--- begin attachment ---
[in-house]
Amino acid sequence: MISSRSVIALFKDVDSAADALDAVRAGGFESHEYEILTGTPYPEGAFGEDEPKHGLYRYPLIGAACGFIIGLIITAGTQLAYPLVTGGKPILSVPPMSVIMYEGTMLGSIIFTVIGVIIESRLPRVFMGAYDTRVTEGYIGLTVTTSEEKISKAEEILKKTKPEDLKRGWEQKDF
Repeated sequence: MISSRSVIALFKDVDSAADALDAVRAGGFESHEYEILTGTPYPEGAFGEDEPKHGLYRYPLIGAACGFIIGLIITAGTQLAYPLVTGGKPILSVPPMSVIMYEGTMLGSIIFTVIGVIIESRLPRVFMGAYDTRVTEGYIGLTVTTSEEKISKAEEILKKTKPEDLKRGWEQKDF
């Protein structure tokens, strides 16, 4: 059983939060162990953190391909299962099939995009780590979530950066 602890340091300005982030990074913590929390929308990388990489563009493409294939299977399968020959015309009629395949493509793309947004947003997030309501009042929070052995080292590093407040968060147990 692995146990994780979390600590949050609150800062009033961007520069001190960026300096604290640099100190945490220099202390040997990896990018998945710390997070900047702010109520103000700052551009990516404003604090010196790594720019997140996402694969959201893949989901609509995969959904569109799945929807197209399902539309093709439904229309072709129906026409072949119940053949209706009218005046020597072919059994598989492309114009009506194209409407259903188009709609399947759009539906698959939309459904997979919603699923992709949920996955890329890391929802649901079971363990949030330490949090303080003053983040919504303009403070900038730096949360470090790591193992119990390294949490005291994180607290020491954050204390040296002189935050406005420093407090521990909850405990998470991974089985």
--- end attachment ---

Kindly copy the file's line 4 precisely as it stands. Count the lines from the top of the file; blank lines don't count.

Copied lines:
């Protein structure tokens, strides 16, 4: 059983939060162990953190391909299962099939995009780590979530950066 602890340091300005982030990074913590929390929308990388990489563009493409294939299977399968020959015309009629395949493509793309947004947003997030309501009042929070052995080292590093407040968060147990 692995146990994780979390600590949050609150800062009033961007520069001190960026300096604290640099100190945490220099202390040997990896990018998945710390997070900047702010109520103000700052551009990516404003604090010196790594720019997140996402694969959201893949989901609509995969959904569109799945929807197209399902539309093709439904229309072709129906026409072949119940053949209706009218005046020597072919059994598989492309114009009506194209409407259903188009709609399947759009539906698959939309459904997979919603699923992709949920996955890329890391929802649901079971363990949030330490949090303080003053983040919504303009403070900038730096949360470090790591193992119990390294949490005291994180607290020491954050204390040296002189935050406005420093407090521990909850405990998470991974089985």